Leaving home at 04:00 is a nice late start for me and today I was going to be a passenger with Ian driving on a birding day out which was to start in Devon and end in Hampshire. The fog that had been forecast did not materialise meaning that we arrived at Broadsands Paignton well before dawn. The local cafe wasn’t open and nor was the cafe at Sainsburys. Having missing the entrance to Greggs we ended up getting sustenance at McDonalds. By now it was getting light so it was back to Broadsands where, as soon as we got out of the car we heard a singing Cirl Bunting. We ate our breakfast while scanning the bay for the Scoter flock. With the sea being relatively calm we soon  managed to find a few Scoter but they were a fair way out. We decided to go up onto the headland hoping that the extra height would be beneficial. It was and the Surf Scoter was soon picked out from the small group of Common Scoter. Also with them was a Velvet Scoter. Some more scanning found Gret Northern and Red-throated Diver, Black-necked Grebe, Cormorant, Shag and several Fulmars. Then it was a stroll around the edges of the car park looking for Cirl Buntings. More were heard but we didn’t manage to see one. Ian heard a Firecrest and we soon saw that along with several Goldcrest. With more to see in the limited daylight at this time of year we moved on, headed for Man Sands, a new sight for us both. On reaching the car park we met up with another birder and headed down the steep and slightly treacherous path to the coast. Just before you reach the sea there is a relatively small lake which has a large amount of vegetation in it giving plenty of places for a Teal to stay out of sight. Initially we found a couple of Common Teal, a female Gadwall and some Coot and Moorhen. Setting up for a potentially long wait we commented that it may have been a good idea to have carried some supplies down with us. A local birder came along and confirmed that the BWT had been showing less than an hour before so at least it was still around. He also pinpointed the best area to keep an eye on before he moved on. After around thirty minutes pleasant minutes of waiting in which time we logged, Reed Bunting, Green Woodpecker, Cetti’s Water Rail and Kestrel, a possible candidate put in an appearance. Fortunately it stayed in a reasonably clear area of water allowing us to spend a bit of time. We noted the light patch by the bill, the eye-ring and bright orange legs which all but convinced us that we had the right bird. The gods were obviously smiling as the bird came out of the water and placed itseld in view between two Sallows and started to preen. A sudden flash of blue as it lifted a wing confirmed the i.d. allowing us to relax and enjoy the bird.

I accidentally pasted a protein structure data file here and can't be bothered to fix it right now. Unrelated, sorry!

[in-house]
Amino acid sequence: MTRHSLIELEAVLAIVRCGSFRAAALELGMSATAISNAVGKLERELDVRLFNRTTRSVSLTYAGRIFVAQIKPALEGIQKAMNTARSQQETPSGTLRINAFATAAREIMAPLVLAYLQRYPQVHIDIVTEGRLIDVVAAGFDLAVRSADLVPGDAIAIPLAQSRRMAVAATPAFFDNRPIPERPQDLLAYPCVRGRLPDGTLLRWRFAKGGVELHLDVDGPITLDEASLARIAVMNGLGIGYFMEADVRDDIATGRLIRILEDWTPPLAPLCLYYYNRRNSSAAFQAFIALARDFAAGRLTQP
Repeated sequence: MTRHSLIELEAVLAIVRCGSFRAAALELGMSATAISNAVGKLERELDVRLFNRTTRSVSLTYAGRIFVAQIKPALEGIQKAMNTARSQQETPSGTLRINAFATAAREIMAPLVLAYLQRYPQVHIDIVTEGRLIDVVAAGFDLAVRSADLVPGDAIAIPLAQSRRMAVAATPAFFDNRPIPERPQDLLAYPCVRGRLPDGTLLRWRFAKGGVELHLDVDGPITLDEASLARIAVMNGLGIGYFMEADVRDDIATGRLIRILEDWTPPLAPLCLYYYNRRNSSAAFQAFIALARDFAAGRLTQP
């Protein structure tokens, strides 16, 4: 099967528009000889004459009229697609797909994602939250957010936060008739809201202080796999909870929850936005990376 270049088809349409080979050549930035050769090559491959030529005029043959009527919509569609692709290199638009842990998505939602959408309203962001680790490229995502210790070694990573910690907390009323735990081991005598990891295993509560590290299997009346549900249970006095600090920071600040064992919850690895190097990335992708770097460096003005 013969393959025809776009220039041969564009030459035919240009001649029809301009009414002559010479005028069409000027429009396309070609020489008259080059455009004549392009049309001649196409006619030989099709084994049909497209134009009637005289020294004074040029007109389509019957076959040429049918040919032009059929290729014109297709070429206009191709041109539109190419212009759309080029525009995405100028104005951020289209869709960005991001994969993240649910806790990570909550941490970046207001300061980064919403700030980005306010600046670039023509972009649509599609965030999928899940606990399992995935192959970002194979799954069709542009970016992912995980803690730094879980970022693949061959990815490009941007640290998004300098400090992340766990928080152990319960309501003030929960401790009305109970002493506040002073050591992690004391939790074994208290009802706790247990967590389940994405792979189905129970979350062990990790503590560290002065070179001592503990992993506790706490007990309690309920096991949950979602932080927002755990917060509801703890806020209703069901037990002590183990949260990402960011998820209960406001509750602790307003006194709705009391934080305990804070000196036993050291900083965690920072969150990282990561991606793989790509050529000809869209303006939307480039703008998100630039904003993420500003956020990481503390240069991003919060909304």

A couple of lousy photos were managed before we set of on the slog back up to the car park. Back at the car it was decision time. The sensible option was to head for the Topsham area, the crazier on to go for the Semi-P at Pennington just a mere three hour (if all went well) drive. Obviously that is the one we went for and we even fitted in a small diversion off of the main road into Axminster where we didn’t find the reported yesterday Whooper Swan. We arrived at the Pennington Lane car park at a few minutes past three and started off for Oxey Marsh. This is a fair walk and we were concious of the already fading light. A passing birder said that the bird hadn’t been seen for an hour or so which dampened our spirits somewhat. It was hard not to stop and look at the many other birds around but we eventually got to Oxey where a couple of other birders were trying to relocate the Semi-P which had flown just a couple of minutes earlier. We spread out around the lake and a wave from one of the others indicated that he had found it. It was feeding in a sheltered corner of the lagoon and gave us all some great views. With the target bird found we were able to check out some of the other birds in the rapidly fading light. Ruff, Avocet, Dunlin, and Ringed Plover were amongst the twelve other wader species seen. The Long-tailed Duck was found although typically it was spending a lot more time under the water than on the surface. Out on the sea were Goldeneye, Merganser and a female Eider. A single Great White Egret was seen in flight and several dozen Brent Geese passed over in flocks of varying sizes. On the drive home we had hoped for some owl sightings to finish off the day but it was not to be. The day ended with a species total of eighty-eight with for me two lifers and five other year-ticks along with three year-ticks for Ian. As always thanks to Ian for a great day out and for again doing all the driving.